Main opposition party leadership meets lawyers today to seek advice on way forward
The main opposition All Basotho Convention (ABC) is seeking legal advice on whether or not its 46 legislators should attend parliament when it reconvenes tomorrow.
According to ABC secretary general Samonyane Ntsekele, the party’s National Executive Committee (NEC) would be meeting lawyers this morning on the way forward before engaging the Members of Parliament (MPs) later in the day.
Mr Ntsekele, who is also the Tsikoane Constituency MP, said the decision to seek legal counsel came after the MPs could not agree on the way forward, and also to ensure their next course of action is in the best interest of the nation.
ABC MPs, and their opposition partners from the Basotho National Party (BNP) and Reformed Congress of Lesotho (RCL), walked out of parliament on 23 June this year protesting the continued exile of their leaders and also demanding the dismissal of Lesotho Defence Force (LDF) commander Lieutenant-General Tlali Kamoli.
After parliament adjourned indefinitely on 1 July, the MPs vowed to continue the boycott until their leaders, party supporters and members of the Lesotho Defence Force (LDF) also exiled in South Africa, return safely and unconditionally.
Former Prime Minister and ABC leader Thomas Thabane, his BNP and RCL counterparts Thesele ‘Maseribane and Keketso Rantšo respectively, fled for South Africa in May this year after alleging some LDF members, led by Lt-Gen Kamoli, were out to kill them.
However, they remain in South Africa and with parliament set to reopen tomorrow, the MPs are divided on whether or not to return to the august house while their demands have not been met by government.
Meanwhile, the MPs were also demanding answers over the killing of former LDF commander Lt-Gen Maaparankoe Mahao by the LDF on 25 June this year near his Mokema farm. Lt-Gen Mahao was gunned down allegedly as he resisted arrest for mutiny.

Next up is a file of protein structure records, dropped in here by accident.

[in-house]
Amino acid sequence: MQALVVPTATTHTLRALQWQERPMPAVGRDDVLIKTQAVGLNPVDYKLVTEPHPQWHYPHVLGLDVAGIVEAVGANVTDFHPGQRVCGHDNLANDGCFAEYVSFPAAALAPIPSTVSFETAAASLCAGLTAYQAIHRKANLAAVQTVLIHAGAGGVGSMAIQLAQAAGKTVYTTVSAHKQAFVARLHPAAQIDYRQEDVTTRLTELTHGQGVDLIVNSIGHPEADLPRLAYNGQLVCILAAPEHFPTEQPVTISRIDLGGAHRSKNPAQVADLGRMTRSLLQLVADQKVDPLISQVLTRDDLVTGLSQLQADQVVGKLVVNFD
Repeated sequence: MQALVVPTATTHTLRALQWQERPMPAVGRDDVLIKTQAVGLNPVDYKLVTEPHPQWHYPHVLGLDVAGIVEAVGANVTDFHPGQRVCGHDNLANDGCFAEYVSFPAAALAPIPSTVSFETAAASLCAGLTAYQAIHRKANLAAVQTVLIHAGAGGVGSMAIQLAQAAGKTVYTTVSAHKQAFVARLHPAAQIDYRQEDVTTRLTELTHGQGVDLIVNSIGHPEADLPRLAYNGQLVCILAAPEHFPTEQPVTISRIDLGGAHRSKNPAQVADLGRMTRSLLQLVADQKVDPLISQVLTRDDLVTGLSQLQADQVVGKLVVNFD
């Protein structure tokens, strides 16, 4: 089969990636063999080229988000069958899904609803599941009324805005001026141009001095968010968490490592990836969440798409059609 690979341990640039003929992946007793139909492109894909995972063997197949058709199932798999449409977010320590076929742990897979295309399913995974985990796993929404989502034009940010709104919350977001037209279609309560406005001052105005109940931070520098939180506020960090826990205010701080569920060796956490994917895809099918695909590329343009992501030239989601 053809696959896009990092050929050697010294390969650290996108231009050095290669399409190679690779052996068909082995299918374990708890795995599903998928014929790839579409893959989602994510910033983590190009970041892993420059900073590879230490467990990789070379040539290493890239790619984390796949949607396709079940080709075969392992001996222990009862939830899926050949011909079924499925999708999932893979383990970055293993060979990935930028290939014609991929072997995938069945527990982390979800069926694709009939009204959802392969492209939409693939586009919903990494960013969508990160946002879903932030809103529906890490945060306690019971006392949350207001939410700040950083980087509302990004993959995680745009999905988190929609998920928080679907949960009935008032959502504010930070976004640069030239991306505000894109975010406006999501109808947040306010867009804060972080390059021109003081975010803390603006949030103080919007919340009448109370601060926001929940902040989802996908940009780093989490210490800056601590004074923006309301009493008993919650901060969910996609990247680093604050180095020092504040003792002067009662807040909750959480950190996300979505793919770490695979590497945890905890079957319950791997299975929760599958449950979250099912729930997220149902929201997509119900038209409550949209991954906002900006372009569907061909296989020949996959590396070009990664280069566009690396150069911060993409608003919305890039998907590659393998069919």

But according to Mr Ntsekele, the ABC had decided to consult its lawyers over the parliament issue to be guided accordingly. This came after the MPs were threatened with dismissal should they miss one-third of the house’s sittings as outlined by the country’s constitution.
“The party needs to be guided accordingly as the decision to boycott parliament was informed by specific reasons, so ending the protest should also be informed by concrete reasons.
“We need to make decisions based on clear issues. This is why we are supposed to be having these legal counsel as our action thereafter is going to affect the whole nation,” said Mr Ntsekele last night.
“However, I can also say in the interim, it is highly possible that we are not going to parliament as there are no reasons why we should end the boycott because our leaders are still outside the country and our demands have also not been met,” Mr Ntsekele said,
“Anyway, the final decision is going to be made tomorrow.”
The BNP, in contrast, has already announced its MPs would not be going to parliament, while the RCL is only going to make its position known today.
The BNP has seven MPs while the RCL has two. The seven parties in government have 65 MPs, and can conduct parliamentary business without the opposition legislators for as long as a minimum of 30 of them are present, which is the minimum number required for a sitting to take place in line with the constitution.